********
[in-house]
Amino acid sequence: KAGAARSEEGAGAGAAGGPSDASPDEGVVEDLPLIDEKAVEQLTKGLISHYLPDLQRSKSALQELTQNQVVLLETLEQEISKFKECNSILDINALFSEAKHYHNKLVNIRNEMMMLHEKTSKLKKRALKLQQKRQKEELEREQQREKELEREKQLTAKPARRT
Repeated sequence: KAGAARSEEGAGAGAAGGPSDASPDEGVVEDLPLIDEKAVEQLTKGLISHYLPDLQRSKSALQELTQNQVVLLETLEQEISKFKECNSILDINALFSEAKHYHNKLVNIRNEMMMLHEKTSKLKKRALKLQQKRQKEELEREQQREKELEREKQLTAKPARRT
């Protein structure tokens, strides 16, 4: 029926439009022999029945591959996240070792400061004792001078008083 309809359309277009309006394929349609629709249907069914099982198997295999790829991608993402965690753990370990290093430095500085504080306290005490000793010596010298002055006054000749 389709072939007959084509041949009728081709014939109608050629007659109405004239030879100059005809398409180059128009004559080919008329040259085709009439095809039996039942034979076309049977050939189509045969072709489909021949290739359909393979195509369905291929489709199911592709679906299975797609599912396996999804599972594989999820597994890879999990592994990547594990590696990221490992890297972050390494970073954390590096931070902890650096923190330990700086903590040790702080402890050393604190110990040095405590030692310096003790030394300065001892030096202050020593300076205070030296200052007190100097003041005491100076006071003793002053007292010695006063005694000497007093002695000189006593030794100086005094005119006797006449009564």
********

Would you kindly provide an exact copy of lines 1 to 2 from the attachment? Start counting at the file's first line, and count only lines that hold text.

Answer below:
[in-house]
Amino acid sequence: KAGAARSEEGAGAGAAGGPSDASPDEGVVEDLPLIDEKAVEQLTKGLISHYLPDLQRSKSALQELTQNQVVLLETLEQEISKFKECNSILDINALFSEAKHYHNKLVNIRNEMMMLHEKTSKLKKRALKLQQKRQKEELEREQQREKELEREKQLTAKPARRT